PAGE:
WEDNESDAY, Nov. 17 (HealthDay News) -- Get ready, get set, quit!
Thursday marks the annual Great American Smokeout, sponsored by the
American Cancer Society, which urges all smokers to lay off the
habit for at least 24 hours.
There have been dramatic changes in attitudes about smoking and
a large decrease in smoking rates since the Smokeout was first held
The annual event includes local and nationwide events meant to
encourage smokers to quit for at least one day in the hope that
they may decide to permanently kick the habit.
The Smokeout has helped focus attention on the dangers of
tobacco use and contributed to a "cultural revolution" in tobacco
control, says the American Cancer Society.
Between 1978 and 2009, the percentage of adults who smoke in the
United States fell from 34 percent to 21 percent, according to the
U.S. Centers for Disease Control and Prevention (CDC).
Smoking is now banned in many public places and work areas. As
of Oct. 1, 2010, Medicare programs must cover tobacco-dependence
treatments for pregnant women. Beginning in 2011, coverage for
smoking cessation treatment will be provided to all federal
employees, retirees, and their spouses and dependents.
But, even though progress is being made, 46.6 million U.S.
adults still smoke, 40 percent of nonsmokers are exposed to
secondhand smoke, and smoking and secondhand smoke causes 443,000
deaths each year, according to the CDC.
That's why the Great American Smokeout is still important.
Thousands of volunteers visit schools, malls and workplaces to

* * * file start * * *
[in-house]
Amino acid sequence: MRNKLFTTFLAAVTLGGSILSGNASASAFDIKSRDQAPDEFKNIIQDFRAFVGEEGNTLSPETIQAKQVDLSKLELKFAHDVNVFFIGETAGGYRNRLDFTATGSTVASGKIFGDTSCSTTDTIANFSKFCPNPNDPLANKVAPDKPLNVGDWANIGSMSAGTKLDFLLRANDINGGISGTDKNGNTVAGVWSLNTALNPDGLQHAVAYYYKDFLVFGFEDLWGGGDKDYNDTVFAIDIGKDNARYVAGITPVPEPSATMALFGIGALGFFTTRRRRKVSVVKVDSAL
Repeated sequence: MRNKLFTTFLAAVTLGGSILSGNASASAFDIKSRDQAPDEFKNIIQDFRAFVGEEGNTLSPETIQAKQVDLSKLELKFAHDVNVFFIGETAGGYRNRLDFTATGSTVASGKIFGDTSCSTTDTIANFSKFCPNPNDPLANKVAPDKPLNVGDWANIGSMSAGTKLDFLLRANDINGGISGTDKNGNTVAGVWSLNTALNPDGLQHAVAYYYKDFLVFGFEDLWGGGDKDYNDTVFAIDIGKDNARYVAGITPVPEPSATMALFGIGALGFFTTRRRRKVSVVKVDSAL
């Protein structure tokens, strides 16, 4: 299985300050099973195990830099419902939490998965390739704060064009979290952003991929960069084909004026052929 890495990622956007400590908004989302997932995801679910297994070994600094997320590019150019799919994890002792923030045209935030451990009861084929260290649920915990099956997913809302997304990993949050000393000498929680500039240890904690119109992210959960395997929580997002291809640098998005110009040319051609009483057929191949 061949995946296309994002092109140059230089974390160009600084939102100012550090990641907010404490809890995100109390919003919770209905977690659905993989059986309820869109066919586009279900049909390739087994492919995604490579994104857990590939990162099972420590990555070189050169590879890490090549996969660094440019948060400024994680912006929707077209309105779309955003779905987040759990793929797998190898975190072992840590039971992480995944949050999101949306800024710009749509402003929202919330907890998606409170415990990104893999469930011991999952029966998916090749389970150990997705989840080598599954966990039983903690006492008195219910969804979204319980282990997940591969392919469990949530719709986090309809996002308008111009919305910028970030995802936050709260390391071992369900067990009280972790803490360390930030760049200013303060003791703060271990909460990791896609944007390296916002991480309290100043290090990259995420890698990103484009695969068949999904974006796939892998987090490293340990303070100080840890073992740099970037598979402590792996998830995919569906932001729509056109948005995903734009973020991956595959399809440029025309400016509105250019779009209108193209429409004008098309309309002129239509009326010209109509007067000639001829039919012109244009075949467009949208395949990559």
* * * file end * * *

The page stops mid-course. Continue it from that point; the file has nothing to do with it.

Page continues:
distribute information about quitting and to publicize events. The
volunteers also enlist nonsmokers to "adopt" smokers for the day
and support them with advice and snacks.
Smokers who take part are asked to quit smoking for 24 hours.
Even if they don't quit permanently, they learn that they can kick
the habit for a day and that they have plenty of support if they
decide to quit in the future, according to the American Cancer
The day includes events such as parades, rallies, athletic
activities and ceremonial cigarette burials and bonfires. Some
unique events from previous years include:
- A national sandwich shop handed out free "cold turkey"
sandwiches and cookies to smokers who traded in at least a half
pack of cigarettes.
- A hospital gave newborns free T-shirts that said "I'm a Born
- A Houston event used the slogan "Don't Let Smoking Be an
Obstacle" for an activity in which smokers ran an obstacle course
that included oversized cigarette packs, matches and ashtrays.
Here's where you can learn more about the
Great American Smokeout.